Top left: Seedlings showing powdery mildew. Bottom left: Bags are used to protect new seedlings from cross pollinization. Right: The Dalitron apple is from the Davodeau-Ligonniere breeding program and named after citron for its unique lemon color.
Bringing a new variety to commercialization involves a host of steps and activities ranging from field evaluation to variety promotion. A young French company focused on variety development has brought together all the facets under one roof.
International Fruit Obtention, a private company located near Angers in France’s Loire Valley, specializes in research and development of apple and pear varieties and rootstocks. Created in 2004, IFO is a joint venture of three French nurseries—Valois, Mondial Fruit Selection, and Davodeau-Ligonniere. The IFO research team includes three pomologists, a manager focused on the prospects and development of new varieties, and two farm managers. During harvest, technicians assist in fruit evaluation.
Though IFO is relatively new, its nursery members are some of the largest in France and have more than 40 years of experience in fruit breeding and evaluation. The three IFO members have a total annual production of 3.5 million trees and 4.5 million rootstocks. They have subsidiary nurseries throughout Europe and are involved in several managed apple varieties, such as Cameo, Jazz, Le Naturianes (Ariane), Honeycrunch, Antares, Choupette, and Pink Lady. They are also grower-packer-shippers, producing about 10,000 metric tons of apples and pears on about 375 acres.
IFO was established to be a partner in variety development, said Emmanuel de Lapparent, manager of IFO. In addition to conducting an apple breeding program and evaluating varieties on about 50 acres, the one-stop shop can help a breeder introduce material through quarantine; apply for trademarks, patents, and plant protection rights; create virus-free material; and conduct taste tests in the marketplace. It can also propagate certified material and develop business and marketing strategies.
A key component of IFO is the exchange and collaboration of selections and varieties with other international breeding programs, de Lapparent explained. They are evaluating varieties representing more than 50 collaborations with French and international breeding programs. IFO is a partner in the International Nursery Network, a group of 12 nurseries that have aligned themselves to share varietal information.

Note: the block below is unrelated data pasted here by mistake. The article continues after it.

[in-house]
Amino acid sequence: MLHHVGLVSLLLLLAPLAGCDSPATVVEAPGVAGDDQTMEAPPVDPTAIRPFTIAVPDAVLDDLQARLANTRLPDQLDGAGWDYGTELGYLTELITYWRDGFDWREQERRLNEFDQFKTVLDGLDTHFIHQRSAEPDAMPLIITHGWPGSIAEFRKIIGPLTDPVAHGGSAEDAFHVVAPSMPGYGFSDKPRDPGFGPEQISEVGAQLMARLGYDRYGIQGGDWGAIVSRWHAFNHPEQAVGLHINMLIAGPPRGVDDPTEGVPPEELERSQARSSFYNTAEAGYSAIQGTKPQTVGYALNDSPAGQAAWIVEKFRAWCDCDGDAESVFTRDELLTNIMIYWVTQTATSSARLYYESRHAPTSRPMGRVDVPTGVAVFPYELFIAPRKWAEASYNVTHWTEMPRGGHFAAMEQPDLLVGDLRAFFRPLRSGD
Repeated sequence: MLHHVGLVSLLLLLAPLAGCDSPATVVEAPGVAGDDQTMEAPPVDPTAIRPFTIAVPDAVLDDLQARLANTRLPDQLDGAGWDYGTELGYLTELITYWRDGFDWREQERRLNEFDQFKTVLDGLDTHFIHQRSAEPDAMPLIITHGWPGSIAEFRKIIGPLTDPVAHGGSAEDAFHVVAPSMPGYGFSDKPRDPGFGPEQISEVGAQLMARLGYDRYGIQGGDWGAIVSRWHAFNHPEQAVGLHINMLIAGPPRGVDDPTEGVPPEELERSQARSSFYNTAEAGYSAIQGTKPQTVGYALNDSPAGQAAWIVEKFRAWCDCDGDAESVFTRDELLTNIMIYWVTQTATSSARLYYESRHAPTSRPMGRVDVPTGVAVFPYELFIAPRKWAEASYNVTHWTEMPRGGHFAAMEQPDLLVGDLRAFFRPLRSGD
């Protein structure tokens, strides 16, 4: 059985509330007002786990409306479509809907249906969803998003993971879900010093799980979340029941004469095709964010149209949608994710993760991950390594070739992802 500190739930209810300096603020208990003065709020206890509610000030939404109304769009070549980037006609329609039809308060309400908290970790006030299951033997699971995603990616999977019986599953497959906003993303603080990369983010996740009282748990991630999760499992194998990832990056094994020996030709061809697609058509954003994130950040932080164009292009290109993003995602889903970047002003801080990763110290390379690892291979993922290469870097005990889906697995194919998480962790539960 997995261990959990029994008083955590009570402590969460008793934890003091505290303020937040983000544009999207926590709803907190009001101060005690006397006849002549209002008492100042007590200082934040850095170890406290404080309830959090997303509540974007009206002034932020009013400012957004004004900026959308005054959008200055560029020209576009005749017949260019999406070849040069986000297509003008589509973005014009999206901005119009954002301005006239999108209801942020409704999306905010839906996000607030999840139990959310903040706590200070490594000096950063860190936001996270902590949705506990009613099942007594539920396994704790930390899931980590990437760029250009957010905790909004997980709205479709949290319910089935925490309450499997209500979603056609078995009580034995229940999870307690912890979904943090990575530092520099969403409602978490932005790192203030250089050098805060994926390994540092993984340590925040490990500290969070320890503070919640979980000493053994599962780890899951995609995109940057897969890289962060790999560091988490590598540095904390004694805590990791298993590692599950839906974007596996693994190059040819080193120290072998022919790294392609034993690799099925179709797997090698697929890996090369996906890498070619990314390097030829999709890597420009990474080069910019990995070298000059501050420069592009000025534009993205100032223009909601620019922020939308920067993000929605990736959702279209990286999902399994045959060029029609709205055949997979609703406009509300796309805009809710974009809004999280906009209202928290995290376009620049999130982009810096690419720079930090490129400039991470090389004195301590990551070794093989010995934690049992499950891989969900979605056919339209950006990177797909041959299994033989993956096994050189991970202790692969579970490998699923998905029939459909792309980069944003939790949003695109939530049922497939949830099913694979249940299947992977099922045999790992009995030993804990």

Joris Nicolleau, apple breeder at IFO, looks for apple varieties that are unique in color and flavor and are resistant to diseases and insects. Using traditional breeding methods, his apple crosses result in about 20,000 hybrid seedlings each year. IFO does not have a pear breeding program but evaluates pear selections from other programs.
Since 2005, up to 5,000 hybrid seedlings have been planted each year after screening for scab and mildew in the greenhouse and screenhouse. The seedlings are budded in the orchard on Malling 9 rootstock and are initially evaluated for a range of attributes, including productivity. "We look at crop load and fruit size," said Nicolleau, adding that good production is an important trait. Fruit not meeting quality and taste standards in the field or storage are eliminated from further testing.
"The objective is to find one or more varieties that are interesting and warrant a further look," Nicolleau said. "Usually, out of thousands of seedlings, you can find a couple of crosses that are interesting."
Hybrid seedlings that show something unique in the initial planting enter Level 1, an evaluation stage that takes four to five years. Harvest and storage data are collected during the third, fourth, and fifth leaf. In Level 1, four trees of each selection are planted, and scab resistance is further observed, as trees are only minimally sprayed. About 400 selections of apples and pears are currently in Level 1.
"For a variety to go further to Level 2, we look for one that could have an interest in the European market," Nicolleau said.
The number of trees per selection increases from 4 to 20 if the selection makes the cut to Level 2, a step that can last another five to ten years. Even more extensive evaluation takes place in this stage, collecting data throughout the vegetative cycle, picking fruit at several harvest dates, assessing fruit quality in both regular and controlled atmosphere storage, and conducting at least two evaluations after storage. The variety is also sent to other experimental stations in France and Europe, with fruit and trees shown to industry and retail markets for feedback.
Level 2 serves to confirm the potential of the most promising selections and to establish growing information, said de Lapparent, adding that they also conduct market research and develop marketing strategies. Of the 70 varieties now in Level 2, commercialization of a few of them will likely occur in the next 10 to 15 years, he noted.
The last stage involves precommercial tests, grower and worldwide testing, and numerous steps that are part of a new variety launch. It’s important the variety be tested by growers in pilot orchards and grown under commercial settings, he said, noting that they’ve had disappointment in past selections that made it through Level 2, only to show poor packouts at the grower trial stage and be discarded.
Variety evaluation is an in-depth and long process, taking more than a decade. At the end of the 10- to 20-year evaluation, there may be just ten varieties that are real winners and are commercially released, de Lapparent said. Examples of apples nearing commercial release are Dalitron, a bright, lemon-yellow–colored apple bred by Davodeau-Ligonniere, and new mutations of Gala and Braeburn.
For a satellite view of the IFO orchards, visit www.maps.google.com and type in the coordinates 47.63053N, 0.32720W.